A gallery of nutty behavior, the FBR's 16th makes golf bend its ways

By Brendan McEvoy, Contributor

SCOTTSDALE, Ariz. - The formula that has helped the FBR (formerly Phoenix) Open become the most attended golf event in the world is simple: sun, a traditionally strong field and beer.

Much like the Triple Crown horse races - minus the traditional upscale attire - the FBR Open is a place where 20- and 30-somethings mingle seamlessly with people twice their age. Young and old partake in the same kind of drunken tomfoolery that is often associated with frat parties and wedding receptions - basically, everything that flies in the face of traditional golf gallery decorum.

The TPC Scottsdale's Stadium Course - home of the FBR Open - is designed to be fan-friendly. The holes have large mounds on either side that make it easy for more than 100,000 people a day to have a good spot to see Tour players in action.

But the best seats in the house are in the bleachers and corporate boxes that surround the tee box at the famed 16th hole. The 162-yard par 3 is where the hijinks push the envelope and the course goes from fan-friendly to pro-inhospitable.

"I felt like I was in the movie, 'Gladiator,'" said Bo Van Pelt, a Nationwide Tour player who qualified for his first FBR Open this year. "I felt like someone was going into the circle. Luckily, I hit a good shot today and they didn't rag on me too bad."

The crowd on No. 16 had its routine. They watched the players putt on No. 15. They gave their mixed reception as the threesome entered the tee box. Players were cheered if they were an Arizona State or University of Arizona alum, or if they made their home in the Scottsdale-Phoenix area. Otherwise, it depended on the mood of the 15,000 inebriated fans. During preshot routines, the chattiness resembled sounds heard outside of a restaurant kitchen - muffled voices and occasional clangs, laughs and barks. The nanosecond each player made contact, half the fans screamed, "Get in the hole!" If the ball hit the green, the crowd applauded. If it missed the green or was more than 25 feet from the hole, they booed.

"You're hitting an 8-iron," said Chris DiMarco, 2002 Phoenix Open Champion. "If you miss the green, you almost deserve to get booed."

But as DiMarco can attest, the fans also can cross the line of decency. While in the middle of a putting stroke on 16 in the year he won the tournament, a fan yelled, "Miss it Noonan" - re-enacting a scene from the movie "Caddyshack." DiMarco holed the putt and had the fan removed.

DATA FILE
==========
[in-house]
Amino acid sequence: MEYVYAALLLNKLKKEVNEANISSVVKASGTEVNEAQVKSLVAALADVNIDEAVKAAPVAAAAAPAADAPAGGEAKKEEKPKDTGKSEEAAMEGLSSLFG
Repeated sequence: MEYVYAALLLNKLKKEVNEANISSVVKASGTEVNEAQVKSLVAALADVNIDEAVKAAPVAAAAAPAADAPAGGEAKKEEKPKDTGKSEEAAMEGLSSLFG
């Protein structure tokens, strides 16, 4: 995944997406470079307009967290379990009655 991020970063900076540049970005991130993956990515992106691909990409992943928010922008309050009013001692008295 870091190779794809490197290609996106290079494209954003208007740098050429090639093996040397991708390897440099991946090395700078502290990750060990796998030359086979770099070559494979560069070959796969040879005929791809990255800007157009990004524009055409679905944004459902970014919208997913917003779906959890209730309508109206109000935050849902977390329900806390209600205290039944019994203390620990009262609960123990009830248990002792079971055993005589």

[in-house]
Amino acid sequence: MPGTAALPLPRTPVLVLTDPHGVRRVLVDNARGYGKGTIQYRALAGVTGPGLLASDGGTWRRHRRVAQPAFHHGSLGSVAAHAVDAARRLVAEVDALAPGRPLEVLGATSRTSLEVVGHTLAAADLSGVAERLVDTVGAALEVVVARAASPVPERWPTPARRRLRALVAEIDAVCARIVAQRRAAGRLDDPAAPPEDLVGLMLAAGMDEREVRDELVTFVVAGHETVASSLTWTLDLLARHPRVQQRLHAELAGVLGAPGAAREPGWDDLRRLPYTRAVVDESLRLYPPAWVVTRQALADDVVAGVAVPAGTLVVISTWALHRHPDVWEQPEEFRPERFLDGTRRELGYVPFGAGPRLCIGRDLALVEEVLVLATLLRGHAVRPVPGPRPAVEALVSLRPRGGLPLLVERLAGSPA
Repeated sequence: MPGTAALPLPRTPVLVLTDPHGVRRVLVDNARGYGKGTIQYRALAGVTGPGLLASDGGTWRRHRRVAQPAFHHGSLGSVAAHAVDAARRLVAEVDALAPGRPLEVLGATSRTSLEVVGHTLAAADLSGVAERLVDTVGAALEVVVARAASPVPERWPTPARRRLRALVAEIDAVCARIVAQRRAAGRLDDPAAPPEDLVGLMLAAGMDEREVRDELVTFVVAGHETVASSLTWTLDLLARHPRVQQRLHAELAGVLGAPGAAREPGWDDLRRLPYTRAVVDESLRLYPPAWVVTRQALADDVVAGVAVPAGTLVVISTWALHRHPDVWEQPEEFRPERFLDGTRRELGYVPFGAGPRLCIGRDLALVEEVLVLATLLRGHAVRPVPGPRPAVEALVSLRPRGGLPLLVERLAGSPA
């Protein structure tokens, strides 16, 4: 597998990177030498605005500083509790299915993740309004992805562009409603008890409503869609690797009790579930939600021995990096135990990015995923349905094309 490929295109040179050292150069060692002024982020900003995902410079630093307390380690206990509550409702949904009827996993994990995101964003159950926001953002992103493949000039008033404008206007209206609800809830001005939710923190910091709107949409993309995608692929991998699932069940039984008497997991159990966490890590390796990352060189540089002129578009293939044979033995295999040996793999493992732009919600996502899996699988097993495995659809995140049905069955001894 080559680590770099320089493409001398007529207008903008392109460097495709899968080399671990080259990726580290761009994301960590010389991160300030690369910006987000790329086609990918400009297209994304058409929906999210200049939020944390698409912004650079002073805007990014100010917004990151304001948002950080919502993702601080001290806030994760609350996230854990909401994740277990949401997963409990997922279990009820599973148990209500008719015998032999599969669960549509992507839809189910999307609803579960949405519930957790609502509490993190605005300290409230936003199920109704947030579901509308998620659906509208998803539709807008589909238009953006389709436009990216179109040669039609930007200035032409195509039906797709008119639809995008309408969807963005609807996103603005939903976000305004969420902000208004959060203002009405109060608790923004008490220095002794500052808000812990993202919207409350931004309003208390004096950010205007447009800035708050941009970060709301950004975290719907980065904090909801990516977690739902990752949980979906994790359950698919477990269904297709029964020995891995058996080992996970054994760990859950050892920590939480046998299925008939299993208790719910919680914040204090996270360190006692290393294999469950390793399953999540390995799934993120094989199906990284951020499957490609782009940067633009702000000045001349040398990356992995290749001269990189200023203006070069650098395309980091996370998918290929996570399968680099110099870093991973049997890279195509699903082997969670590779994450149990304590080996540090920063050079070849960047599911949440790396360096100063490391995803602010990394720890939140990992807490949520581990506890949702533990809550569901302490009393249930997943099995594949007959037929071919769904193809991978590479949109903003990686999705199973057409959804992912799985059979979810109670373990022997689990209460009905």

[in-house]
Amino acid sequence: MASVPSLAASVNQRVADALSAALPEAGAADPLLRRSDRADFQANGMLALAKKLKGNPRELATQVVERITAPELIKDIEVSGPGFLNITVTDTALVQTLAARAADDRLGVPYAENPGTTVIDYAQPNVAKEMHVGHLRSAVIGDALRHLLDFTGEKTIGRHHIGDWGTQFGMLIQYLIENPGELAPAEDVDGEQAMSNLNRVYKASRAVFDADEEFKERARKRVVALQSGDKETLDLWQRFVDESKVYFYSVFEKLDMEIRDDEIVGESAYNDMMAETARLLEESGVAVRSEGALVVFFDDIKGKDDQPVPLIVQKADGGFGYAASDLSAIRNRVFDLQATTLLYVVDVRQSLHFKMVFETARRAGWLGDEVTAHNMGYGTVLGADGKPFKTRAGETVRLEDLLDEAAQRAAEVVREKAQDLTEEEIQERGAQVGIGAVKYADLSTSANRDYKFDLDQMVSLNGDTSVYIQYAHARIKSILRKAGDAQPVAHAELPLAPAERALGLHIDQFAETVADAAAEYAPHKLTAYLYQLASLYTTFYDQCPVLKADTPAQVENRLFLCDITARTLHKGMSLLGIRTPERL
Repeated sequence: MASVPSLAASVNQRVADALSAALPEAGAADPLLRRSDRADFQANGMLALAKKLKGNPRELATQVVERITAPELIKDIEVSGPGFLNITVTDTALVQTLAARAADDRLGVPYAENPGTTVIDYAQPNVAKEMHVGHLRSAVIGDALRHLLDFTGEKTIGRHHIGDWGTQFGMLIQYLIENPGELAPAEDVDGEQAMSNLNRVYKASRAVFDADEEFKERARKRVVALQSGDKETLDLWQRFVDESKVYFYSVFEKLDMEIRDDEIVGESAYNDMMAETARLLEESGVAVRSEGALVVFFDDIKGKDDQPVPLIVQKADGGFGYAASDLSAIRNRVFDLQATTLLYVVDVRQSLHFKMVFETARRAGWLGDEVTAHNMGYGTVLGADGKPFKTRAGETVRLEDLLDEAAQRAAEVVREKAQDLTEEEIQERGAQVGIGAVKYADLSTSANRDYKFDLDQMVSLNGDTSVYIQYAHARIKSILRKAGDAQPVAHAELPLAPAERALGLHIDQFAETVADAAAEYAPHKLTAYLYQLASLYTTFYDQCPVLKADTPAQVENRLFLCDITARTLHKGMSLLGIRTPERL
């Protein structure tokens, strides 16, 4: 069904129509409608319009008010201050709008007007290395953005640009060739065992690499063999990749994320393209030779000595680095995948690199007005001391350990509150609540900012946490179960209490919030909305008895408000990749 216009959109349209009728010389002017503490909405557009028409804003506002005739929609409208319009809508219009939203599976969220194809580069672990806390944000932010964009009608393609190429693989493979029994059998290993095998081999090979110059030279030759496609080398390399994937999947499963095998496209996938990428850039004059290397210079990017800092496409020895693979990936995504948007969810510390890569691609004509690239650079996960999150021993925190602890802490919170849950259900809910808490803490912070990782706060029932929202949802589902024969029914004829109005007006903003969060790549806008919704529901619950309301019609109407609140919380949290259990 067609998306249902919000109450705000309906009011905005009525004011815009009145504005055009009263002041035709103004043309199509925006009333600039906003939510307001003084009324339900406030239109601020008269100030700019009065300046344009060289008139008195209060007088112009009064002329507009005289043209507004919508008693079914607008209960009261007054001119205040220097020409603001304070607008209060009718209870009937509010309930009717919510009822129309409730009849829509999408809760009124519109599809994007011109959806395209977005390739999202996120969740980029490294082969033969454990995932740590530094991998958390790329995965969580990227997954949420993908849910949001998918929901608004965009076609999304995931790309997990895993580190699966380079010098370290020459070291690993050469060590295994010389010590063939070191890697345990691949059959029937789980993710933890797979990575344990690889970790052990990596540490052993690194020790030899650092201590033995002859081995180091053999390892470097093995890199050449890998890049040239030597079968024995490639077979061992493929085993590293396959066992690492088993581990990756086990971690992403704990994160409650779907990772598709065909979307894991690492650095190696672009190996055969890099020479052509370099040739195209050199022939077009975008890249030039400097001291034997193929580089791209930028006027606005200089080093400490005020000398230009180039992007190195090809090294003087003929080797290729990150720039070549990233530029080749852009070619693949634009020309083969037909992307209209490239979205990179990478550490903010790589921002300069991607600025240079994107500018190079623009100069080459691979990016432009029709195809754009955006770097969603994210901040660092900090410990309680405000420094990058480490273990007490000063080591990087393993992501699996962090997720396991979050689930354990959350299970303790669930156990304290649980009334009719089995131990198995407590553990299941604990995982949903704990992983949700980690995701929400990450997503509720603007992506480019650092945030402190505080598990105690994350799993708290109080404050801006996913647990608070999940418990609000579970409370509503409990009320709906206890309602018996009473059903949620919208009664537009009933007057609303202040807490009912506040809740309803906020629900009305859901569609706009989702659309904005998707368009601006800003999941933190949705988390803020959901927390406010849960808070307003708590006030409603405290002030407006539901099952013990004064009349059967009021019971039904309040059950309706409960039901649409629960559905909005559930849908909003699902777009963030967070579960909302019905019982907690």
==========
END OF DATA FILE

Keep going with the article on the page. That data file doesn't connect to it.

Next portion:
At the tee box, fans have screamed before impact. Often, an inebriated fan will open his or her mouth not knowing a player was about to swing. But not all the fans are inebriated. In fact, not everyone is a fan. Since the FBR Open is the place to be and to be seen, Phoenix practically shuts down for the four days the PGA Tour is in town.

"We always come for the party," said Michelle Hunter, a Chandler resident who doesn't follow golf. "I got tickets from a friend who works with one of these corporations and I heard 16 was the party hole."

Inside the 16th's tents and bleachers

In the weeks leading up to the tournament, every radio station in Phoenix had ticket giveaways for what is billed as "The greatest show on grass." With the abysmal Phoenix professional sports scene during the winter months - the NBA's Suns are in a rebuilding cycle and the NFL's Cardinals are a perennial moribund franchise - the FBR Open is the city's biggest sports event. Every year the tournament falls on the days leading up to the Super Bowl. To Phoenix sports fans, seats at the TPC's 16th hole are as valuable as 50-yard-line Super Bowl tickets.

"The atmosphere here is festive," said Dale Seidner, a Phoenix man who was watching from the corporate terrace behind the tee box. "It's better than any sporting event I've been to, better than football or baseball. And the 16th is the place to be."

Next door to Seidner was a group of men in their 30s who were reunited for a weekend of booze, babe watching (few tournaments can challenge in this category) and betting. This fraternity was the classic FBR Open subculture. Most of the men were longtime friends who separated over time. One of them, who is member of the charitable group that runs the tournament called, The Thunderbirds, reserves a box on the 16th hole every year for a reunion. It started out as a couple of guys, and every year the group grows by two or three people.